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Is this correct time to buy home in Canada? - Need experts advise

Discussion in 'Housing' started by moksheeth7397, Oct 20, 2015.

  1. I am mainly talking about GTA/Vancouver area where majority of immigrants come in, for price appreciation. Also, for places where prices have come down 30%, is now a good time to buy??? or should they still wait next xx years??

    You answered your own question Mr. Investment banker!. You have multiple properties in Canada, if you so believe that its not a good time to buy as prices will crash, then you should sell all your properties. As a 30% fall will take a long time to recover, then the rent you get out of them. It seems interesting that you have many properties here and are telling people to not BUY! Did you loose out on that 30% loss or do you have properties in GTA/Vancouver area??

    Lastly, BOC rates have an direct influence on Prime lending rates. As an IB, I am sure you can see if there is any correlation between the 2 or now. I can bet, you will find a strong positive correlation.

    And BOC have reduced rates drastically over the last decade, ever since the recession hit.
     
  2. If you go back and read my post again, you will see that I am clearly holding those properties for yield. If you can find me another investment that offers similar yields, I will happily cash out and take it. But being a mortgage broker, you probably aren't aware of any asset classes other than real estate so I doubt you will be able to. On that note, I'm still waiting for your expert guidance on how to "short the housing market".

    While there is naturally a correlation, if you go back and check the last few rate adjustments alone, you will see that the banks did NOT move in lockstep with BoC. that's what I said earlier, and it is clearly the case.

    I assme you are referring to the Prime Rate (rather than Repo rates or moneymarket rates). In the last five years, the prime rate has moved from 3.00 to 2.70. That is hardly "drastic" as you claim. Also, the price appreciation that you mentioned has really come in the last four years, not in the last decade.

    The current bubble is just that, and isn't based on any fundamentals at all. If you can't see that, then perhaps you are too close to it and need to step back to get a more macro perspective. When the economy is sluggish, job growth is non-existent and land is plentiful, there is no reason for prices to appreciate the way they have been. The only thing that can be driving this market is overleveraging and speculation, both of which are extremely dangerous and have resulted in market crashes globally. If you think you can time the market, go right ahead and good luck to you. I, on the other hand, have lived through multiple crashes and value my sleep at night way too much to use these inflated values as an entry point.
     
  3. I don't want to enter in an endless debate here.

    Investing in an assert that is in bubble territory is ok for you.... but to buy a place to live for the long run is not?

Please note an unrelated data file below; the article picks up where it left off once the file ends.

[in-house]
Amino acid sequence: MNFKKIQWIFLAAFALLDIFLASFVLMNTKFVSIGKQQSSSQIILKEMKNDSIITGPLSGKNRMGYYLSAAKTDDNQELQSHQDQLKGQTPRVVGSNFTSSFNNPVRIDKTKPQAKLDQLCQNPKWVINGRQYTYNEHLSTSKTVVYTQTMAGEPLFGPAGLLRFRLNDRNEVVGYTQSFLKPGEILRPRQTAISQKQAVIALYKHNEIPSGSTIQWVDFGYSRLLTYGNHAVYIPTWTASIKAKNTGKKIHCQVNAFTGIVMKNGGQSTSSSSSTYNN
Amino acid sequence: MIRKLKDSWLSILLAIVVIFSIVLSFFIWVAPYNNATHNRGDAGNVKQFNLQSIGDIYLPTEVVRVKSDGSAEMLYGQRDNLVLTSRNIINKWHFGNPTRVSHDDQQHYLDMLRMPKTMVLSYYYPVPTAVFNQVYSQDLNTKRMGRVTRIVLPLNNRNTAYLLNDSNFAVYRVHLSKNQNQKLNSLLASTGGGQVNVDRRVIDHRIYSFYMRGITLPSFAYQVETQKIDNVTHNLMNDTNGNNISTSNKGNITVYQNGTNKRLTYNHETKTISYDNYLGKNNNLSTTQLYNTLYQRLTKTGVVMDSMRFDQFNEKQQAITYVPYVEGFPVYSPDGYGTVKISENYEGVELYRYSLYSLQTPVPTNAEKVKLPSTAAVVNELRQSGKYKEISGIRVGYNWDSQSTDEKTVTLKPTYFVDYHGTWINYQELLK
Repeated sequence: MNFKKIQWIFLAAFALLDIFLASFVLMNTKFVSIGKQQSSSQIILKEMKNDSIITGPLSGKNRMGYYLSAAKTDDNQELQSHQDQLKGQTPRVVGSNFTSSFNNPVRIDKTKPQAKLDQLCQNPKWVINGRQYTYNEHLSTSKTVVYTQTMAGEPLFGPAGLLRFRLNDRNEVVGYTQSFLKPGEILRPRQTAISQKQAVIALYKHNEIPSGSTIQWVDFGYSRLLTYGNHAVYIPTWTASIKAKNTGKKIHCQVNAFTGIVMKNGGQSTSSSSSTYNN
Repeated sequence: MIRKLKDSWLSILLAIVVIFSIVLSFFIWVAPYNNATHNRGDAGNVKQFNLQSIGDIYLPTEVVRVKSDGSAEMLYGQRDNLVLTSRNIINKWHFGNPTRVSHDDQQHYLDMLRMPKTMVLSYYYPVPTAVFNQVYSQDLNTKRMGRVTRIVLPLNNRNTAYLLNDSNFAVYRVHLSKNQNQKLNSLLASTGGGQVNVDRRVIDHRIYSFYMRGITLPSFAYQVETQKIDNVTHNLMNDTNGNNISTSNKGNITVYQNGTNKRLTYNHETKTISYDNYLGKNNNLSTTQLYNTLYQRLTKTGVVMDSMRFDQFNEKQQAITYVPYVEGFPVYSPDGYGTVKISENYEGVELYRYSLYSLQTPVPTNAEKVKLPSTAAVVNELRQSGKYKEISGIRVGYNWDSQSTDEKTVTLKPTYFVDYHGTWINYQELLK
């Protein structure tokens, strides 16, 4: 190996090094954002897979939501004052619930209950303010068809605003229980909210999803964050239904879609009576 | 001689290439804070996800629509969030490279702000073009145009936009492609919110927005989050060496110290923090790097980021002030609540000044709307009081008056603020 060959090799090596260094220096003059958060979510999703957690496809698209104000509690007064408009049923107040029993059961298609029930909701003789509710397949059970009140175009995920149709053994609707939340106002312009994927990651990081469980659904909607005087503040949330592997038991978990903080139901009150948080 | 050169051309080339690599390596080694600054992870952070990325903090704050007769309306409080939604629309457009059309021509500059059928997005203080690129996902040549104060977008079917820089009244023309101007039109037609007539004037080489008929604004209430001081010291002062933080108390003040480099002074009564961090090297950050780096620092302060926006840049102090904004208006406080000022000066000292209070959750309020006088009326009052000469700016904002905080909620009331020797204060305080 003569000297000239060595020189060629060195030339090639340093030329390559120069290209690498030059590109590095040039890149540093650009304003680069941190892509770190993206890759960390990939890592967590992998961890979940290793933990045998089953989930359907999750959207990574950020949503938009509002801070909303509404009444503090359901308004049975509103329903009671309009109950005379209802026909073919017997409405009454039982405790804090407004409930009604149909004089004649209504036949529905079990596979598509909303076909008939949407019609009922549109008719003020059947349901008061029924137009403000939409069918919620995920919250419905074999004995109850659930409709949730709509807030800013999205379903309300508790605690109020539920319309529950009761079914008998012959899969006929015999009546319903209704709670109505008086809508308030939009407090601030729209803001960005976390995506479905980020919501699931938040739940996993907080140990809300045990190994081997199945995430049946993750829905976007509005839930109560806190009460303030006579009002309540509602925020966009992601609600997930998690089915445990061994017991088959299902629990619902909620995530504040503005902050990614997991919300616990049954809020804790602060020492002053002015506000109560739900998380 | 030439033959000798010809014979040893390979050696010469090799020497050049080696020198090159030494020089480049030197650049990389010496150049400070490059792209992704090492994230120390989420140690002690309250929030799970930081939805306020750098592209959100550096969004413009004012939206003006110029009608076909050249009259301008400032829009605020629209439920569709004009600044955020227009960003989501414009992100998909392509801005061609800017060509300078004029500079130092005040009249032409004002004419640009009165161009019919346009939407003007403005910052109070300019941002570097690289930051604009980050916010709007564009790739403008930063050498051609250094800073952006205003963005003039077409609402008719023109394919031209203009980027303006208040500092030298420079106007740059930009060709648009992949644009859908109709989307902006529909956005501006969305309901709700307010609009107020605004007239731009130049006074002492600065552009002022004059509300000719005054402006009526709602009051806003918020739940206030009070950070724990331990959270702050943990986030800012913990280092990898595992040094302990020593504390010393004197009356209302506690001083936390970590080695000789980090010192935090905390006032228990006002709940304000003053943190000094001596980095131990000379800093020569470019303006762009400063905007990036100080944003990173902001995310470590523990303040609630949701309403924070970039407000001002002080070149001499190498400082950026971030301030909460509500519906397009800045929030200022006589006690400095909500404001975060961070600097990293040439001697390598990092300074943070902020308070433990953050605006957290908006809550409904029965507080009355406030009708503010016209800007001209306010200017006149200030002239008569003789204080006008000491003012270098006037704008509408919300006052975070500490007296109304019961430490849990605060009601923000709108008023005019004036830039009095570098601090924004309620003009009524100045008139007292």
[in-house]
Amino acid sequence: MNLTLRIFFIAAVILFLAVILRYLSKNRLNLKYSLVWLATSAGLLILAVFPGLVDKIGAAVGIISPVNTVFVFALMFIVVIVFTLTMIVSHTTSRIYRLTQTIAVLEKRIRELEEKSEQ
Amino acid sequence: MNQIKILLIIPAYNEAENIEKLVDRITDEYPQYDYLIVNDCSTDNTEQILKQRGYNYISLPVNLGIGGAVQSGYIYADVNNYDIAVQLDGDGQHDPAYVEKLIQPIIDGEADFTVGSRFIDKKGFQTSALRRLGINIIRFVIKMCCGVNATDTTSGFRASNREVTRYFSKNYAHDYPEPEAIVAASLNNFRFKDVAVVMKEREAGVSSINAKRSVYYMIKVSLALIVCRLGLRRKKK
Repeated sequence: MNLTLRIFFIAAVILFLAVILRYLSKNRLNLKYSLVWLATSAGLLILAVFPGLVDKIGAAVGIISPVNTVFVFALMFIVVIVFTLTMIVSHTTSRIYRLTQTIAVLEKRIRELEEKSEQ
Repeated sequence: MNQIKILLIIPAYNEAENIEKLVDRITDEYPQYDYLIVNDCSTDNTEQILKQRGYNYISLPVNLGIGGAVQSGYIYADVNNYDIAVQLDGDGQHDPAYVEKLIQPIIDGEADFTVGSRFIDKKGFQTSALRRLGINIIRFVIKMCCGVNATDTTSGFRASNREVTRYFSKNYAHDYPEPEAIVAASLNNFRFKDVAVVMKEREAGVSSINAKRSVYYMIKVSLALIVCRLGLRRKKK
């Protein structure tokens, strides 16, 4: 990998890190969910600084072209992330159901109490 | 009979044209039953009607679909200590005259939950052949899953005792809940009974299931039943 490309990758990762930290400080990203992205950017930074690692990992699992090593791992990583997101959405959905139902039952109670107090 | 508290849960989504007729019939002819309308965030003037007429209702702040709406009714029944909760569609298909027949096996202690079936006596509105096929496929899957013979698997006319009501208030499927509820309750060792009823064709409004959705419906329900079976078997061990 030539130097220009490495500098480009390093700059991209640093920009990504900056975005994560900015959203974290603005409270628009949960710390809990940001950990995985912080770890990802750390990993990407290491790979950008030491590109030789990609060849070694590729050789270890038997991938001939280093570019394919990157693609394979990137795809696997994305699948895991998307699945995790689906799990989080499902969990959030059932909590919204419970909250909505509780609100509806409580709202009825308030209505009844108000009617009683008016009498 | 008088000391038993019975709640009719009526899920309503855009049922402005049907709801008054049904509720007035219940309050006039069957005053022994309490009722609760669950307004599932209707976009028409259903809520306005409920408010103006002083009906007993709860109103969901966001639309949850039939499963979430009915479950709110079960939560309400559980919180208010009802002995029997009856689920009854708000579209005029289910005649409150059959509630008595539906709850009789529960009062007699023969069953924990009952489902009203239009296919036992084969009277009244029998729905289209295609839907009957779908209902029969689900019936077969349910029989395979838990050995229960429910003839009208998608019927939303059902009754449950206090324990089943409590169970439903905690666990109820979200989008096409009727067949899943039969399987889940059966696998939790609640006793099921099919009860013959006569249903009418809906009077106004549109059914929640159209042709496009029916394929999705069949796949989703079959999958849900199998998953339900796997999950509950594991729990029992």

So, getting rent on your property + hassle of tenants is OK, but ownership is a bad idea.

    There are many companies giving yield above what you might be getting as rent - expenses, which you might have overlooked as an IB, being too busy managing your properties.
    From risk perspective, given RE is too overvalued.. stocks can't be any more risky..

    Also the bank rate has also come down approx 0.5% in last 5 years. And yes, I wasn't referring to lock-step moves either.
     
  4. Agreed. We seem to have different viewpoints, so better to leave it at that. However, just to clarify, I did not purchase my properties when hosuing prices were in "bubble territory". As I said, I bought them quite some time back and have been sitting back and collecting rent since (I have a property manager so no tenant hassles at all). As for buying a house for the long run, there is nothing wrong with that. However, as the title of this thread is "Is is the correct time to buy a home in Canada", my answer remains a firm no. Prices are artificially inflated and a correction is long overdue.

    You don't quite seem to understand yield and volatility. What companies are offering yields that surpass what i'm earning in rent, with comparable volatility? Any examples? Show me something with a low beta offering almost double digit yields and I'll happily invest in it.

    Firstly, you are not correct. as I said, the prime rate has gone from 3.0 to 2.7%. You can check it on the BoC website. Secondly, even if you were correct, a drop of 0.5% would hardly be "drastic". Have you ever lived through an economic downturn? When the central bank starts cutting rates to zero or even below zero, that's drastic. A modest reduction to spur economic growth (that wasn't even matched by the banks) can hardly be placed in the same category.
     
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  6. If your affordability permits, home ownership has significant long-term benefits in terms of increase in valuation and home equity in the future. But it differs person to person.

    Just because a market is highly active right now doesn't mean it's a good time for EVERYONE to buy a home; similarly if the market is slow, there are some people still buying/selling homes. It depends on your financial status and affordability. Consult a Realtor or mortgage professional in person for a detailed assessment. On the forum, even the experts can only give general replies.
     

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